Czech lobbyist Marek Dalik, a backroom fixer rumoured to have worked closely with former Civic Democrat (ODS) premier Mirek Topolanek, was sentenced on February 2 to five years in prison for corruption over a CZK14bn defence contract. Dalik, who was also ordered to pay CZK5mn, will appeal the sentence.
While the case stands out as one of the few corruption investigations that has reached the upper echelons of a Czech government, it is also notable for the point at which it stops. The scandal over Dalik's demands for a bribe from Austrian arms company Steyr in return for a contact to purchase Pandur armoured personnel carriers (APCs) was one factor in the fall of the Topolanek's government in a 2009 no-confidence vote, but the former premier has never been charged with any crime.
Dalik was convicted of demanding a €18mn backhander from Steyr at a meeting in a Prague restaurant in November 2007. In late 2007, the ODS government ripped up a CZK21bn contract with Steyr that had been agreed in 2006 by the previous CSSD government. A new tender was launched in 2008, at the end of which the Czech military eventually agreed to buy 107 Pandurs for CZK14.4bn.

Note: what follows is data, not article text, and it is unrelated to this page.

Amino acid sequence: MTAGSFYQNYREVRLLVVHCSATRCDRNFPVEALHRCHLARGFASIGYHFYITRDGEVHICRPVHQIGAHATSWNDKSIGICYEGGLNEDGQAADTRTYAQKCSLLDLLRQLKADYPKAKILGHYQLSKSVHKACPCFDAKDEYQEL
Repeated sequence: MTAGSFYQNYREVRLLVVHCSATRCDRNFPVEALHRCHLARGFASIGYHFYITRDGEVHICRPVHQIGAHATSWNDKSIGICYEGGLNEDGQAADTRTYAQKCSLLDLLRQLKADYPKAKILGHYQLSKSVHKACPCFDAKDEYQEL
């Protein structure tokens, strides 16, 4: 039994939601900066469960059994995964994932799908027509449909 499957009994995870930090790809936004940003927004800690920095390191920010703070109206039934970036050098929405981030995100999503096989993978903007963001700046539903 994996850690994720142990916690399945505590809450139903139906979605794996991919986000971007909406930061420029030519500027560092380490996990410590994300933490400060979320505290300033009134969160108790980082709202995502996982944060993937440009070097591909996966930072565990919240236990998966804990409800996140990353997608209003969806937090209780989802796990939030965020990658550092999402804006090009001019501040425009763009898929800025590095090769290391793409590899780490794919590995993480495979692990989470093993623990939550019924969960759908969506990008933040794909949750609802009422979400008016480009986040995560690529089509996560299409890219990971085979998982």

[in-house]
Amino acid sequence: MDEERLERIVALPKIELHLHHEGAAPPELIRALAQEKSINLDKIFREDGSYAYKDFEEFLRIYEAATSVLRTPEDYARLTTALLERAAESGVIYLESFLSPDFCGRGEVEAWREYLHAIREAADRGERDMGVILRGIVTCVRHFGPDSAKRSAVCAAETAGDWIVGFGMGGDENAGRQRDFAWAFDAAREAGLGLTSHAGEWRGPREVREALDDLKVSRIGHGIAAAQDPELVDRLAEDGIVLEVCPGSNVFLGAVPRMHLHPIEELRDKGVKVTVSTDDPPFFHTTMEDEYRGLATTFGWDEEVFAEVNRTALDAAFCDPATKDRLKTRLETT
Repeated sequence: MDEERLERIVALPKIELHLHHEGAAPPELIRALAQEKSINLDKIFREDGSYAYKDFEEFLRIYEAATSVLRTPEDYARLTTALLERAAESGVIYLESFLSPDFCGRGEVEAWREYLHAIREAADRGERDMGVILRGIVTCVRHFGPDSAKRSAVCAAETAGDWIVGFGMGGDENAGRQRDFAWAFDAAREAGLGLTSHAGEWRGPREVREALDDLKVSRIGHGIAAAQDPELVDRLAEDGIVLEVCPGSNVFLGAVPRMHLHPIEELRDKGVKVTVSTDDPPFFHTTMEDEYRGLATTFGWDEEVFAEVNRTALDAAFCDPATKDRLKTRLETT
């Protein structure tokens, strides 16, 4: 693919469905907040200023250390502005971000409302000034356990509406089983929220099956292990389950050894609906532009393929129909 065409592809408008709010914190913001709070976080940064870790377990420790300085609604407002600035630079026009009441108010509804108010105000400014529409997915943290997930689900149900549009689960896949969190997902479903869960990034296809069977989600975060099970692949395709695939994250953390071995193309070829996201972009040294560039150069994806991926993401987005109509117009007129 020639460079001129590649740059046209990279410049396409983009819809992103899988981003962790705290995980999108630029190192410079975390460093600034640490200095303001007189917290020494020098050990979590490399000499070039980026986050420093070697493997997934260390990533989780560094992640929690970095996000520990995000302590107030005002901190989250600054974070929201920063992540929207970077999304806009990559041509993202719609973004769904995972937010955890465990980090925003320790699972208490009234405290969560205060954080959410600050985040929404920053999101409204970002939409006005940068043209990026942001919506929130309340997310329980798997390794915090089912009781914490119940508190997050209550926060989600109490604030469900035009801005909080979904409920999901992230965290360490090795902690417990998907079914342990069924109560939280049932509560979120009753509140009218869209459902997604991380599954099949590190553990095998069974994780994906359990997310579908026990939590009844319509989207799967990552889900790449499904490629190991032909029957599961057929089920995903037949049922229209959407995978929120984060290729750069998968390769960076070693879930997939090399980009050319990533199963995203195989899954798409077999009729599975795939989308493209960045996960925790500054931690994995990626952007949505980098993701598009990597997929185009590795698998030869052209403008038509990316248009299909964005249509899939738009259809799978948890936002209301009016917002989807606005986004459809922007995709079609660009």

The evidence is clear that Dalik asked for a bribe at the meeting on someone else's order, the court concluded, according to CTK. However, it cannot be specified who made the order, it added. The circle of suspects is very narrow, the court said.
At the time, Topolanek and Dalik were friends and close neighbours in the swanky Prague 6 district, and were alleged by the Czech media to be working closely together. Topolanek has always denied any involvement in the case.
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